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Parking changes proposed for downtown Medford

More one-hour parking spaces with more options to pay by phone for an extra hour could help bolster parking in downtown Medford, a consultant recommended to the City Council on Thursday.

Dan Brame of Brame Northwest LLC said two- and three-hour parking spaces accommodate three to four vehicles in the course of a day, but one-hour spaces allow seven vehicles or more in a day. He said creating more one-hour spaces downtown would make room for more vehicles.

Brame has a $25,000 contract with the city to study its parking issues.

The city embarked on a series of parking changes about five years ago that didn't sit well with some businesses and residents. One change involved shortening time in parking spaces to one hour. The analysis showed the number of vehicles using a space increased from a low of about three a day to seven or more.

“The perception when we started is there is always a parking problem in downtown Medford,” Councilor Chris Corcoran said.

Brame, whose suggestions will have to be reviewed by the Medford Parking Commission and then approved or rejected by the City Council, said, “Your parking is vastly improved over five or six years ago.”

The city recently opened a new parking lot on Riverside Avenue at 10th Street, and it is working on another parking lot next to the Inn at the Commons on Riverside.

Brame said increased pressure on downtown parking likely will occur when a new brewpub is completed in November next to Pear Blossom Park. Lithia Motors also has been in ongoing discussions about building another corporate office building nearby, Brame said.

On the streets next to Pear Blossom Park and the Lithia headquarters, the length of the parking spaces is too long, Brame said. He said the city could gain two to four spaces per block by shrinking them down.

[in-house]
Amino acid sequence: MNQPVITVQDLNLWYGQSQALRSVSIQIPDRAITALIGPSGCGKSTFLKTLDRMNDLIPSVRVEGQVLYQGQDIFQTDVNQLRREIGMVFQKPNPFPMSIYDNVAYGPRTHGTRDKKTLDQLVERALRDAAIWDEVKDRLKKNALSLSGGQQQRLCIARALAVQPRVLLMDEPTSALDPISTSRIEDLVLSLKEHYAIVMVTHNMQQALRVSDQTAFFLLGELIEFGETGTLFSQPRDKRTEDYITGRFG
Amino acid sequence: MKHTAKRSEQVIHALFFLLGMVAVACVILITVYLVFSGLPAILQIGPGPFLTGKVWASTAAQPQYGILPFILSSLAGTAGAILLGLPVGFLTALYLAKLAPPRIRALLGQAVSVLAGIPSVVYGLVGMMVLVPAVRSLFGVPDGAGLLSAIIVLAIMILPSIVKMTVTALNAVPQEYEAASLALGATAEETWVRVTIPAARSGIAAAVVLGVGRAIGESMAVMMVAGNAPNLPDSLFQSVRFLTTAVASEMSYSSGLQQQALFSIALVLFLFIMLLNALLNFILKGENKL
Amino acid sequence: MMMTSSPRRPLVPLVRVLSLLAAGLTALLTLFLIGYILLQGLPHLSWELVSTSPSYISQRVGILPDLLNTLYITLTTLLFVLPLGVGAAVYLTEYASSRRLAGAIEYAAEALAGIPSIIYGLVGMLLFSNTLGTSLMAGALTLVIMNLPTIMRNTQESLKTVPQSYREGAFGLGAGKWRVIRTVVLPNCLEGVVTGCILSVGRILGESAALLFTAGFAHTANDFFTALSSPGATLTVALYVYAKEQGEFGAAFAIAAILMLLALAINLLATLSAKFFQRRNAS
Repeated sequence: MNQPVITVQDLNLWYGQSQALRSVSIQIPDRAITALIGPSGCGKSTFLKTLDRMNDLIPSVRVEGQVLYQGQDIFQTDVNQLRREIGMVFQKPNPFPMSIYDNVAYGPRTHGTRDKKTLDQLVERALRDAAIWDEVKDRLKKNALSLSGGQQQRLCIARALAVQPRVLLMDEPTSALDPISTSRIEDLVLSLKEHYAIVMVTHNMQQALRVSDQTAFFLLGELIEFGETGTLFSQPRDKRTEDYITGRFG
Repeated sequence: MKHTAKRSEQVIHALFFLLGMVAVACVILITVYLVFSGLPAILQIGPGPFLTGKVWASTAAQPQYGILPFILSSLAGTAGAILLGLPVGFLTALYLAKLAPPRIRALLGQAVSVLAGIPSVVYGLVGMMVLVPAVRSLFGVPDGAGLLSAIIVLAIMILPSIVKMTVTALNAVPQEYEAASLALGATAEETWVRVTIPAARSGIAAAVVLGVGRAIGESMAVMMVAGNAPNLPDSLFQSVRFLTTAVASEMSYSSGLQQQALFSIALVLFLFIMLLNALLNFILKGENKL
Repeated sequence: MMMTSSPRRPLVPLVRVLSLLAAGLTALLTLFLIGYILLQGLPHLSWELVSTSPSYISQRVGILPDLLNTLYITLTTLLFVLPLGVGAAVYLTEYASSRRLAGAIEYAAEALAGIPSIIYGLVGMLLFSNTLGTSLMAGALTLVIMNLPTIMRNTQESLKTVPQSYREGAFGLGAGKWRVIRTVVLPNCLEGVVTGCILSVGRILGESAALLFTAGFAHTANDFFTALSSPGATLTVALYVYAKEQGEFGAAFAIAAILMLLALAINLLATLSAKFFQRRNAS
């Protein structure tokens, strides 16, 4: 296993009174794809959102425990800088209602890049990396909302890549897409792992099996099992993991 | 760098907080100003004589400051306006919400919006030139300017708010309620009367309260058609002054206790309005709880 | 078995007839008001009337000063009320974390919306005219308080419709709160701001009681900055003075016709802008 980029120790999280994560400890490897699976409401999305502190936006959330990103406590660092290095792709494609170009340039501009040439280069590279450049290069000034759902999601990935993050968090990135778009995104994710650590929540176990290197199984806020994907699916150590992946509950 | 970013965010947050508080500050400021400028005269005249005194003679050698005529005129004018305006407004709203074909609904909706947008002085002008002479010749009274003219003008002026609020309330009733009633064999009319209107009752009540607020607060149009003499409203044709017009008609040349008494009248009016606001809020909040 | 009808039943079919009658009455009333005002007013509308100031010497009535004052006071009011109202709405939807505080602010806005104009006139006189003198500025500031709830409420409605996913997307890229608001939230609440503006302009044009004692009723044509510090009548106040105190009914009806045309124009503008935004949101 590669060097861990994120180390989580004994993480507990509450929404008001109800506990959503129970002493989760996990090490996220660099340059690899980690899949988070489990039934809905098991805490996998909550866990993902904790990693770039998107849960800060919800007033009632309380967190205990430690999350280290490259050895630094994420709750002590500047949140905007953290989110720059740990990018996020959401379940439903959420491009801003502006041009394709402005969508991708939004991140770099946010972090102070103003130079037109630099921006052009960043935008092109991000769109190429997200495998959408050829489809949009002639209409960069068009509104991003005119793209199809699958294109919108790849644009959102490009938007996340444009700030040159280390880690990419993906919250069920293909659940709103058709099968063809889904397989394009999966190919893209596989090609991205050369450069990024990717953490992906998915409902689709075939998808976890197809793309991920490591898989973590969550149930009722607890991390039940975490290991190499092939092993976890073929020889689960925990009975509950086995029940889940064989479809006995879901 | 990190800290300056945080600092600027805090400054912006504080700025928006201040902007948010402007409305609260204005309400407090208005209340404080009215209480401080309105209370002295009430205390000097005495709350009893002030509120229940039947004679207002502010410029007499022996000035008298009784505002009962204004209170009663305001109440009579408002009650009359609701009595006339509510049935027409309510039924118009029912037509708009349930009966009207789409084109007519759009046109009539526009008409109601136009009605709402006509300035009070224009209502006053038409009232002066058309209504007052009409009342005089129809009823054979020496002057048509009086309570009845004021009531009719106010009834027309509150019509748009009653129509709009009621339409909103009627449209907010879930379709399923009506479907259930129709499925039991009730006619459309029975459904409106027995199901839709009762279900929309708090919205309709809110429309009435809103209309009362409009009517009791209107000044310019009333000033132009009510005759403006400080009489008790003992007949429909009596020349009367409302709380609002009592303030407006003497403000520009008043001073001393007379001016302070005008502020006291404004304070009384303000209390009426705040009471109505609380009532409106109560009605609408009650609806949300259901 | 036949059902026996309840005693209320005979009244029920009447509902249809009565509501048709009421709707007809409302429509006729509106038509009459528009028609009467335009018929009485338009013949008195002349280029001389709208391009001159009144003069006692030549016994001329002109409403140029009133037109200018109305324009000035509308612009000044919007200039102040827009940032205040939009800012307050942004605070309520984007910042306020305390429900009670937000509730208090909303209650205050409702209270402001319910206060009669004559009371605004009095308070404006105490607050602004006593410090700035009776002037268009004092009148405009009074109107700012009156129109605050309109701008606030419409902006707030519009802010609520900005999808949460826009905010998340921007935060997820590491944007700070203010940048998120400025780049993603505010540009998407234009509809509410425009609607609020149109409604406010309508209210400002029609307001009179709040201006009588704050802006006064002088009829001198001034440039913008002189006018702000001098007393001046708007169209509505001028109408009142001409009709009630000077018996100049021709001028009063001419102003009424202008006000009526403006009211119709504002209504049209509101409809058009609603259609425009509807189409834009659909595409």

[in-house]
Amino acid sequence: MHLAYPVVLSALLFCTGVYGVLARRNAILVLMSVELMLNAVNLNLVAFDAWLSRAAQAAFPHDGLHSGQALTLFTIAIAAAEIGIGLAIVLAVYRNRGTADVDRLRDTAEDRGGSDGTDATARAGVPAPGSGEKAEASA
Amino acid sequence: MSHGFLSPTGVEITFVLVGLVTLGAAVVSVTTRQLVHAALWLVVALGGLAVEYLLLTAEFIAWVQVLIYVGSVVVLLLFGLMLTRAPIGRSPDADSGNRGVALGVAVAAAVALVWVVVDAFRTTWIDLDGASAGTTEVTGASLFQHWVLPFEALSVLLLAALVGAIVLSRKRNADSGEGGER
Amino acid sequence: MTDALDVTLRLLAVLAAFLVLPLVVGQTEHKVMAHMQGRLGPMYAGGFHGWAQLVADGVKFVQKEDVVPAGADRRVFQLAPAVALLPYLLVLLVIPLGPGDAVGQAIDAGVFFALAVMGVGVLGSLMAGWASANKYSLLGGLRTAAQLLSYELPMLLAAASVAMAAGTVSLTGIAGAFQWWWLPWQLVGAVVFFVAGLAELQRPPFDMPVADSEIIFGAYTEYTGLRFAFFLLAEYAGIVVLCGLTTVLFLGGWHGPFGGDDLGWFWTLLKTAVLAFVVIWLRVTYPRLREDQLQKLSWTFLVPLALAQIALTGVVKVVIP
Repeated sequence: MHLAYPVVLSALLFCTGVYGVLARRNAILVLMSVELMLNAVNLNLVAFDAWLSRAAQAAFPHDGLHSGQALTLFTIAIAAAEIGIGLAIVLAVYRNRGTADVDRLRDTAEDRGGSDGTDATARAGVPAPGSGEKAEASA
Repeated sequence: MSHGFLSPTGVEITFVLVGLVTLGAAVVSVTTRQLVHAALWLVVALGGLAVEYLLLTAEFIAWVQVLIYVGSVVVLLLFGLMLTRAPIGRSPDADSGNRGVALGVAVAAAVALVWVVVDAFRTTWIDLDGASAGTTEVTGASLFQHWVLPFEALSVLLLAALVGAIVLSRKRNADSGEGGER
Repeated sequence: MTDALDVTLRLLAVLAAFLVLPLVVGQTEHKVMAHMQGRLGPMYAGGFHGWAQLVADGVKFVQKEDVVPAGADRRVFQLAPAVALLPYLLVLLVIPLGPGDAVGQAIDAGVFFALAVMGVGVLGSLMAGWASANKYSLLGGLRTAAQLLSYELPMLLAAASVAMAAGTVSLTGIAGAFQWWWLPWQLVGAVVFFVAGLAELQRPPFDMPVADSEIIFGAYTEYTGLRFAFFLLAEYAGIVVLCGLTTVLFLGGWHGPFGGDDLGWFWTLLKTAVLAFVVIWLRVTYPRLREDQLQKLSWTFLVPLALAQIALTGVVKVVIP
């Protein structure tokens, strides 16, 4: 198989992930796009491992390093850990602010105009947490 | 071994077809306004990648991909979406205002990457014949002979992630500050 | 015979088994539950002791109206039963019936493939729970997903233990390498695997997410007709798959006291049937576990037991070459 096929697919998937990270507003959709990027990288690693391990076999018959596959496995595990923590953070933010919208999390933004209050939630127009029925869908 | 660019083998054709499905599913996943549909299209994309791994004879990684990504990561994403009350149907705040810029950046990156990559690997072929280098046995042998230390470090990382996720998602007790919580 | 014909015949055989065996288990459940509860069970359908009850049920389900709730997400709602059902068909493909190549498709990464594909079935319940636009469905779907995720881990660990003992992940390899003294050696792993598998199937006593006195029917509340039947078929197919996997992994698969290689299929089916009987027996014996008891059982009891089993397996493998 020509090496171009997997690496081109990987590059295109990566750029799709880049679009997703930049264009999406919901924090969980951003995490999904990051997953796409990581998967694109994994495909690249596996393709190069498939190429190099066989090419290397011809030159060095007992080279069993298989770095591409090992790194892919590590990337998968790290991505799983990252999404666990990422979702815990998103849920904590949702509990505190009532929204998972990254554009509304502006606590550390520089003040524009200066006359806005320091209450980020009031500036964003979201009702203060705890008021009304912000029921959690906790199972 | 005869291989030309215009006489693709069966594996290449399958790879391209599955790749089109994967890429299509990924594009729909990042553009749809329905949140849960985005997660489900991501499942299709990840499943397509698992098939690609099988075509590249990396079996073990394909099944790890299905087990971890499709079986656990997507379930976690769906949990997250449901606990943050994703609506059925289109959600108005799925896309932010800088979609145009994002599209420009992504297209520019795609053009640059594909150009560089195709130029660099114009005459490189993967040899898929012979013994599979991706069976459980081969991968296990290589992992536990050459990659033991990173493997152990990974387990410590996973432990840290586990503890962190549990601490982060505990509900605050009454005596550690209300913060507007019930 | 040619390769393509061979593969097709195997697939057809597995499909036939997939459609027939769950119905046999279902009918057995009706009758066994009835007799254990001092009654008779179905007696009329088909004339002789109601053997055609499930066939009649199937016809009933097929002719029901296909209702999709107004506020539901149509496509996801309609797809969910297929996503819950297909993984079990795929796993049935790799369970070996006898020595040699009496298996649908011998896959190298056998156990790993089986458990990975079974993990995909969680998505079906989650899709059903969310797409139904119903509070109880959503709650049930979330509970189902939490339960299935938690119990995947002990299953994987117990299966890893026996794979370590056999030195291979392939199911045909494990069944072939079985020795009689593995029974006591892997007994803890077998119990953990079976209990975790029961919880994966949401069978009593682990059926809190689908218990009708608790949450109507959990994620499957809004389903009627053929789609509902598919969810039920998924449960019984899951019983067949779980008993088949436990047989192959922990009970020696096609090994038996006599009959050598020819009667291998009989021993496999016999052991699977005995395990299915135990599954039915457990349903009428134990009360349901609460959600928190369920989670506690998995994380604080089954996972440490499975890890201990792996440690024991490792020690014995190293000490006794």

Lithia suggested doing away with the white stripes that designate where the parking spaces begin and end, but Brame said that would be a “parking free-for-all.”

Another suggestion to improve parking is to get rid of loading zones in the downtown. “It’s like adding seven spaces,” he said.

Another suggestion is offering pay-by-phone along Main Street from Riverside Avenue to Front Street, which would allow adding an hour to the time limit at a cost of $1.

Brame also recommended increasing the number of permits issued in parking garages and lots. On the roof of the Middleford parking garage, 162 spaces are available but 205 permits at $15 a piece are sold each month. Since the roof is only about 80 percent full most of the time, Brame suggested adding another 10 permits, though he cautioned that the city needs to keep an eye on the brewery’s impact on the parking garage once the restaurant is open.

Brame suggested similar changes to increase permits at the Evergreen parking garage and in parking lots.

The city currently has a waiting list of workers who want parking permits in the downtown, said Lynette O’Neal, assistant to the deputy city manager.

Brame suggested the city not allow reserved parking spaces under the planned Skypark development on Central and 10th, but instead allow only permits. He said a reserved space is off-limits to the general public for the entire day.

Skypark is a 26-unit residential complex that would be built over an existing parking lot across the street from the library on Central Avenue. The parking lot would remain open to the public but 26 spaces would be used by the owners of the units.

Brame said it’s conceivable the parking lot could be a good candidate for hydraulic lifts that allow stacking of vehicles, a concept that is popular in Asia and in some larger cities in the U.S.

Councilor Kevin Stine wondered whether the number of parking tickets has declined, and Brame responded that more drivers appear to be complying with the rules.

Councilors appeared to support most of Brame’s suggestions, while acknowledging any changes could be controversial.

“Parking is a no-win situation,” Stine said.

Reach reporter Damian Mann at 541-776-4476 or dmann@mailtribune.com. Follow him on Twitter at @reporterdm.

Medford Parking Recommendations by Mail Tribune